The rapid progress of technology has hastened the pace of human society, giving a new meaning for ‘speed’. Since it emphasises a quantitative impact on the mind rather than a qualitative one, speed develops a need for instant, where everything loses value, significance.

People emphasise reason while being more emotional than ever – as emotions are nowadays utterly facilitated by digital means. ‘Instantaneity’, as Ben Agger names it (2004), stays at the core of this process, emphasising immediate impact while putting reason aside. 

In this context, one may argue that phenomena like globalisation, consumerism, virtual environment and social media – all coated in a digital, technological carcass – can shape new identities or put the existing ones to a test. 

Following this logic, one of the factors that materialise this state of play is a dissolution of boundaries which eventually erodes the Self. At the same time, the core identity, which defines the Self, reflects an inherent need to belong and includes national attachments that can manifest within the political sphere as well. In other words, a national identity. 

From a psycho-social perspective, this can explain why Europe (or the whole world, for that matter, by extrapolating) is facing a socio-political crisis. More precisely, why the European society finds itself in a delicate impasse, with inside roots, in the psyche, and outside fruits, illustrated by colliding manifestations of identity. 

Therefore, to analyse political clashes or emerging political currents, one should first observe the social phenomena that are causing them and, most importantly, the psychological mechanisms that stand at the very base of their evolution.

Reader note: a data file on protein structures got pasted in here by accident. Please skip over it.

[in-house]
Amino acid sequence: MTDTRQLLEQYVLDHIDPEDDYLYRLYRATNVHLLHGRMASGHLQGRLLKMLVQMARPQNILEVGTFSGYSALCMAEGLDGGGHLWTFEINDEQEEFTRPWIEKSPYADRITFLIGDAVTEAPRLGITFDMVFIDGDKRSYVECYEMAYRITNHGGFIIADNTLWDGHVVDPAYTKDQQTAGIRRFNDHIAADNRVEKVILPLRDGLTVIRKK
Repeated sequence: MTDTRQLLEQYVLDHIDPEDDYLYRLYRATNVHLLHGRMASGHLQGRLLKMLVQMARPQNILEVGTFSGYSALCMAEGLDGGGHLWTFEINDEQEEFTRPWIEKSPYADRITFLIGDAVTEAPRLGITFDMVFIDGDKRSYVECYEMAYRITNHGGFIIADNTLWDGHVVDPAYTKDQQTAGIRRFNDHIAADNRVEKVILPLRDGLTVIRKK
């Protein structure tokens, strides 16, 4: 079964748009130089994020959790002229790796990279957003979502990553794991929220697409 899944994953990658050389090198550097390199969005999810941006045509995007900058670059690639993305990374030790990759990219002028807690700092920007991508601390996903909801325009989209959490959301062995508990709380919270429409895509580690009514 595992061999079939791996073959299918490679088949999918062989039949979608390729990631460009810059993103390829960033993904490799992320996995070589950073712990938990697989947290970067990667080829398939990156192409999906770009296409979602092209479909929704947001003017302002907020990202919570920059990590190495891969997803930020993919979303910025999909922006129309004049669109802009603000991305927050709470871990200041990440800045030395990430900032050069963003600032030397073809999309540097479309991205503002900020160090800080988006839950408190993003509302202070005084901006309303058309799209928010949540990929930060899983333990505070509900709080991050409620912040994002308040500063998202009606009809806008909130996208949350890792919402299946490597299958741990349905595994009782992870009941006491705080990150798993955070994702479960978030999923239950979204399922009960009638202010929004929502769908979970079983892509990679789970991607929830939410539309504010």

Over the last few decades, culture shifted its object towards larger publics and expanded its comprehension, hence its social reach (Williams, 1958). However, by doing so, the object of culture was inherently vulgarised – to a point that made Ben Agger affirm, for instance, that no one reads the Classics anymore, as they became too difficult to read. 

Corroborated by a fast evolution of technology, communication channels, mass media and mass entertainment, this has determined an apparent change of paradigm, in the sense that quantity has replaced quality in many everyday pieces of information which we send or receive. 

Accordingly, the emphasis is laid on a superficial impact, since an enormous amount of information means less time for assimilating it properly. The outcome of this course of events, as it was described by Ben Agger (2004), appears to encourage people to think less and just receive signals, messages, influences without filtering them at all. 

At the same time, the universality of modern information is gradually creating trends or patterns of thought and behaviour which lead to an inherent dissolution of boundaries. Hence this can be the fundament of a ‘global village’ (McLuhan, 1962), a postmodern era.

By deteriorating the inner structure of individuals, the social crisis which was mentioned above is consequently causing regress for large groups as well. In this case, one possible outcome is an increase in support and loyalty for symbols, for a leader, for a providential ruler (Volkan, 2004). 

The attachment of a large group towards their nation, faith and historical values can reveal a strong national identity. Accordingly, a political leader who would tailor his/her discourse to these elements would naturally win the support and respect of that specific large group. It’s a logical, defensive and justified reaction. In post-modernity, this explains the re-emergence of nationalist movements and their opposition to the New Left, which they perceive as profoundly Marxist, in the pejorative sense of the word.